Some governments around the world have passed measures to improve the energy efficiency of light bulbs used in homes and businesses. In the United States, this effectively bans current incandescent light bulbs for general lighting. The aim is to encourage the use and technological development of more energy-efficient lighting alternatives, such as compact fluorescent lamp (CFLs) and LED lamps. Manufacturers in the United States, at least, will still be free to produce future versions of incandescent bulbs if they are more energy efficient.
Brazil and Venezuela started to phase out incandescent bulbs in 2005 and the European Union, Switzerland, and Australia started to phase them out in 2009.
Likewise, other nations are implementing new energy standards or have scheduled phase-outs: Argentina, Russia, and Canada in 2012 and the United States and Malaysia in 2014.
In the United States, there has been widespread consumer misunderstanding of what the legislation entails.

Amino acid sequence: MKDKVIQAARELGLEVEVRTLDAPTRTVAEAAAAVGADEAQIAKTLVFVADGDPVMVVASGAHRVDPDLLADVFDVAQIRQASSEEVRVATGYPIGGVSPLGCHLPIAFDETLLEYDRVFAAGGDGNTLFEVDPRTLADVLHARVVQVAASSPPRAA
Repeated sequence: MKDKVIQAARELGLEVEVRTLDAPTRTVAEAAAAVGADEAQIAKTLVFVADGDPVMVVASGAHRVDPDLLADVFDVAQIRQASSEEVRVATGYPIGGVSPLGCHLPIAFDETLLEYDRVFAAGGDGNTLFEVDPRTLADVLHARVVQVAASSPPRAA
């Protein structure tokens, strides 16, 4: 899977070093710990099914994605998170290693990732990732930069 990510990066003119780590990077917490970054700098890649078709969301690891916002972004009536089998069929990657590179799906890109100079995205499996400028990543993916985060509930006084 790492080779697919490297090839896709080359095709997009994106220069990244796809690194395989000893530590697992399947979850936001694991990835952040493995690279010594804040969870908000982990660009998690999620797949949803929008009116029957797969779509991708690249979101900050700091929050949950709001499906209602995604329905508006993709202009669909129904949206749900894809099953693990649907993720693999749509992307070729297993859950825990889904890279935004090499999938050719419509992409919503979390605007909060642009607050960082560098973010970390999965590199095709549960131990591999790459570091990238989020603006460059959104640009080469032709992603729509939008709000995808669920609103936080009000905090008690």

In general, resistance to phasing out incandescent light bulbs centers on the public's preference for the quality of light produced from incandescents. Some tout the economic theory of free markets as being preferable to regulation, while others emphasize that only with aggressive government intervention will energy efficiency improve.There are also environmental concerns about mercury contamination with CFLs. However, recycling of CFLs greatly reduces releases, and at least where power is derived from coal there is lower mercury release even if the bulbs end up in landfills. Formerly, instant availability of light was an issue for CFLs, but newer CFLs are available with an Instant On feature, as well as a wide variety of correlated color temperatures. CFLs and LEDs labeled for dimmer control are also becoming available, although typically at higher cost.